Your Brain on Exercise


We all know exercise is great for your health: it burns calories, it helps you lose weight, and it keeps you busy. There is little to lose and much to gain by exercising regularly, but it gets even better. Exercise has been found to have an additional health benefit in mice: it affects the number of neuronal stem cells, as well as promoting the growth and resilience of progenitor cells in the dentate gyrus of mice.

You may be thinking: why should I care about a mouse’s brain? Believe it or not, the anatomy, physiology, and metabolism of mice are actually fairly similar to humans in key aspects. Effects and tendencies of a mouse’s brain closely reflect those of a human, so much so that trends researchers may find in mice can usually be extended to apply to humans. Furthermore, mice can be used for a wider range experiments than humans, allowing researchers to learn vital information about humans that would otherwise be impossible to find out.

Additionally, you might wonder what a progenitor cell is and why the dentate gyrus so important. A progenitor cell is similar to a stem cell in that it is not destined to be any one kind of cell, but it has a narrower range of cells it can become. The dentate gyrus is a part of the hippocampus and plays a role in both the creation of new memories and in decreasing the symptoms of depression. Thus, increasing the number of cells in the dentate gyrus can aid your memory abilities and your ability to deal with stress and depression.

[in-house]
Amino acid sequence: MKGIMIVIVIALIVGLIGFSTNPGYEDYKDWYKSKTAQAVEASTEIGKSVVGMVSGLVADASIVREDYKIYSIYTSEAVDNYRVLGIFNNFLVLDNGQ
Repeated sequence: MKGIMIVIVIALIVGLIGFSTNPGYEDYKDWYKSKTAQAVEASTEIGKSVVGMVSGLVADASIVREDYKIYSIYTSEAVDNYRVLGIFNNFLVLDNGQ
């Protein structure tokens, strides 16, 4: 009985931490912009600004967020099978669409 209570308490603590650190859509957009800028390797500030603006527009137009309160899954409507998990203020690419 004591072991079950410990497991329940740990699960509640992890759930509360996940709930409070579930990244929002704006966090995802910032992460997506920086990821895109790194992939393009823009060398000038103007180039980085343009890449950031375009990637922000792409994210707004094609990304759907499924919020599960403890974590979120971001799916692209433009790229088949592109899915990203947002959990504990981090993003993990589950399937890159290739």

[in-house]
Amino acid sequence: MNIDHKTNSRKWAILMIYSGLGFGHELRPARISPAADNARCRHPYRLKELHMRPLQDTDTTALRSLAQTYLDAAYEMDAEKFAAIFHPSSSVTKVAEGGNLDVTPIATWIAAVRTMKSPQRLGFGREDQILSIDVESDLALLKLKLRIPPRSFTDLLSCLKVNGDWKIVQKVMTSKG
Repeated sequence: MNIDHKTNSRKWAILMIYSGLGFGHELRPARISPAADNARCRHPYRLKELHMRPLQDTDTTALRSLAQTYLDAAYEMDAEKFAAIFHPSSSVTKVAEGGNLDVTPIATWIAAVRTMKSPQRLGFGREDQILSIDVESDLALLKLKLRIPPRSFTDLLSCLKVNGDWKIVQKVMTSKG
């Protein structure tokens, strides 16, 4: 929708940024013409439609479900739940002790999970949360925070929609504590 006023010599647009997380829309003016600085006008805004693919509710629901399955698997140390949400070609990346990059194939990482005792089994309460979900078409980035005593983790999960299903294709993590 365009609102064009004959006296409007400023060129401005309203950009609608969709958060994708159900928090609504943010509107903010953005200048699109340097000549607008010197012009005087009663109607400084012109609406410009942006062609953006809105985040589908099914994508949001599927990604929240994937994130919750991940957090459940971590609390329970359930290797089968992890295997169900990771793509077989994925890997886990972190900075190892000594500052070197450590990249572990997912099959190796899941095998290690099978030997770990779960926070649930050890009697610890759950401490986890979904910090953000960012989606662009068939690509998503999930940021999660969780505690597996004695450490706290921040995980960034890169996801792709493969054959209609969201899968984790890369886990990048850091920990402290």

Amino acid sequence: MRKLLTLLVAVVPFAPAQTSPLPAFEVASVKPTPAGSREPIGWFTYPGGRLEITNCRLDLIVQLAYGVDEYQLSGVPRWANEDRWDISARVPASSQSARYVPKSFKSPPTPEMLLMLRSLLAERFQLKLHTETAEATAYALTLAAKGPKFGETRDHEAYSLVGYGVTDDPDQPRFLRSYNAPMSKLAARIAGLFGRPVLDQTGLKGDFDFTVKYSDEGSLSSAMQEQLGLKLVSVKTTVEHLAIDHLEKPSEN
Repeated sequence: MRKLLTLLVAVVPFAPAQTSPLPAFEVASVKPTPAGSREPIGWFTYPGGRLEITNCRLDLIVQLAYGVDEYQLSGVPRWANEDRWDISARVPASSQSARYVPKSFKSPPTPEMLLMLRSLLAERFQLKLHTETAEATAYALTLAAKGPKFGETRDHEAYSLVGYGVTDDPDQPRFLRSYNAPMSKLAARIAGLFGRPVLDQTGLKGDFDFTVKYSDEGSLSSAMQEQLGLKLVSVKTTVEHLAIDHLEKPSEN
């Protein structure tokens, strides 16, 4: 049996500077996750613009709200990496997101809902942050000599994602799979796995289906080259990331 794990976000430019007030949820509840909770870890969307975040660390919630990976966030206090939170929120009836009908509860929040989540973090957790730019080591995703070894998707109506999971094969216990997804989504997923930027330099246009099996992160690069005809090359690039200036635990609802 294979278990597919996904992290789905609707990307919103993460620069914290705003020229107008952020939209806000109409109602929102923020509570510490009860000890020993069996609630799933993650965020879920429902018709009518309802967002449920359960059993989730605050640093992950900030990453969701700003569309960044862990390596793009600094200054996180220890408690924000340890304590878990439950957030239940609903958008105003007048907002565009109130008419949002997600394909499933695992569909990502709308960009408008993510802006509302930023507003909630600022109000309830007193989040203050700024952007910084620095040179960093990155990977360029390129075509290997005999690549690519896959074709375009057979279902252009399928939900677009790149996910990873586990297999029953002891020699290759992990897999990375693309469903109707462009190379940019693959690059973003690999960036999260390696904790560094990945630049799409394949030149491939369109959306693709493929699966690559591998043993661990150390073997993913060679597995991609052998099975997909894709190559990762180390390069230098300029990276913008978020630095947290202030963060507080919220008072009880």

So, what exactly is the relationship between exercise and neurogenesis? According to a study by Chih-Wei Wu et al., exercise increases the number of stem cells throughout the brain and the number of progenitor cells in the dentate gyrus. Normally, the number of neuronal stem cells rapidly declines by the time the mouse reaches middle age, whose total lifespan is around two years. As such, the researchers implemented a rigorous exercise plan — running on a treadmill — for two age groups of mice: at 8 months old and at 12 months old. Upon completing five weeks of the exercise regiment, the brains of the mice were studied.

For both age groups, the researchers saw that the number of stem cells and progenitor cells had significantly increased in both conditions compared to mice who did not exercise. However, the effect was much stronger in the younger age group, which took place before the decline normally occurs. In fact, the younger group had approximately twice as many cells than the control group.

What does this mean for you? Well, it means that exercise is likely to increase the number of cells in your dentate gyrus, which could increase your ability to make new memories and deal with stress. For you readers who are still young, exercise will greatly increase your mental health! And for all you readers who are seasoned in life, you still benefit from exercise! So the next time you find yourself with time to spare, please consider going on a walk or doing some physical exercise you enjoy: your brain will thank you!

By: Travis Talcott